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Databases SQL Basics Finding the Data You Want Finding Data that Matches a Pattern

Miguel Nunez
Miguel Nunez
3,266 Points

Two wild cards vs One in SQL?

I'm very confuse I started doing the code challenges and I started to realize that the teacher was demonstrating the LIKE keyword with one wild card and later in that video he started to use two wild cards with the LIKE operator which I said to my self it doesn't make a difference so I started to do a code challenge next and then I notice one code challenge accepted my one wild card as correct example (SELECT * FROM users WHERE first_name LIKE "L%";) but the next one came along and then I used one wild card again example (SELECT * FROM products WHERE name LIKE "%t-shirt%";)but It said it was wrong so I put two wild cards example and then I passed the code challenge what is the difference between putting one wild card vs two wild cards?

Benjamin Larson
Benjamin Larson
34,055 Points

Hi Miguel,

Putting a wildcard before (WHERE name LIKE "%t-shirt") means that anything can occur before "t-shirt" is found in a string, but there can't be anything after it.

Conversely, putting the wildcard after (WHERE name LIKE "t-shirt%") means that anything can occur after that value is found, but "t-shirt" must come first in the string.

A wildcard before and after (WHERE name LIKE "%t-shirt%") means that anything can come before OR after. It should be noted that it's not a requirement for something to come before or after, meaning that "t-shirt" alone would satisfy the requirements.

Steven Parker
Steven Parker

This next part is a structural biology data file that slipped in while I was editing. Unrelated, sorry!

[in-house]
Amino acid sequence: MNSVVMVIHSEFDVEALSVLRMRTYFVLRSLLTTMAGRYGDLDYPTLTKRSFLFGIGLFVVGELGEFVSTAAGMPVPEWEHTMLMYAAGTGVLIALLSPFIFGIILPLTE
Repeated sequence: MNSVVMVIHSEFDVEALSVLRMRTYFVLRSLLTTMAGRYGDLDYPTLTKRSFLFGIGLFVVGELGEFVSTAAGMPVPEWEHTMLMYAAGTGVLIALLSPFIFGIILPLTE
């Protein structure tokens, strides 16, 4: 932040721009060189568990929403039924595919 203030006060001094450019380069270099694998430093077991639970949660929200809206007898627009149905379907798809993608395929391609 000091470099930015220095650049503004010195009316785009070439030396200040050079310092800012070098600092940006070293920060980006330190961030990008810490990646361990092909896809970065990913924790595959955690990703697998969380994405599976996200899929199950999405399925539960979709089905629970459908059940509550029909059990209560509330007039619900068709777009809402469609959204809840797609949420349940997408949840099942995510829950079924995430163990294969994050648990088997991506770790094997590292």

220,634 Points

Good explanation, Benjamin Larson :+1: — you should move your comment to an answer. :arrow_heading_down:

Miguel Nunez
Miguel Nunez
3,266 Points

Thanks man that helps alot now I have another question I'm taking a quiz and its asking a confusing question. If I wanted to return rows that match either conditions, which keyword would I use? SELECT <columns> FROM <table> WHERE <condition 1> <condition 2>;

1 Answer

Benjamin Larson
Benjamin Larson
34,055 Points

MOVED TO ANSWERS (Steven Parker : not the first time I've made that mistake haha)

Hi Miguel,

Putting a wildcard before (WHERE name LIKE "%t-shirt") means that anything can occur before "t-shirt" is found in a string, but there can't be anything after it.

Conversely, putting the wildcard after (WHERE name LIKE "t-shirt%") means that anything can occur after that value is found, but "t-shirt" must come first in the string.

A wildcard before and after (WHERE name LIKE "%t-shirt%") means that anything can come before OR after. It should be noted that it's not a requirement for something to come before or after, meaning that "t-shirt" alone would satisfy the requirements.

To answer your second question: It sounds like the quiz is asking for the "OR" keyword in between the WHERE conditions.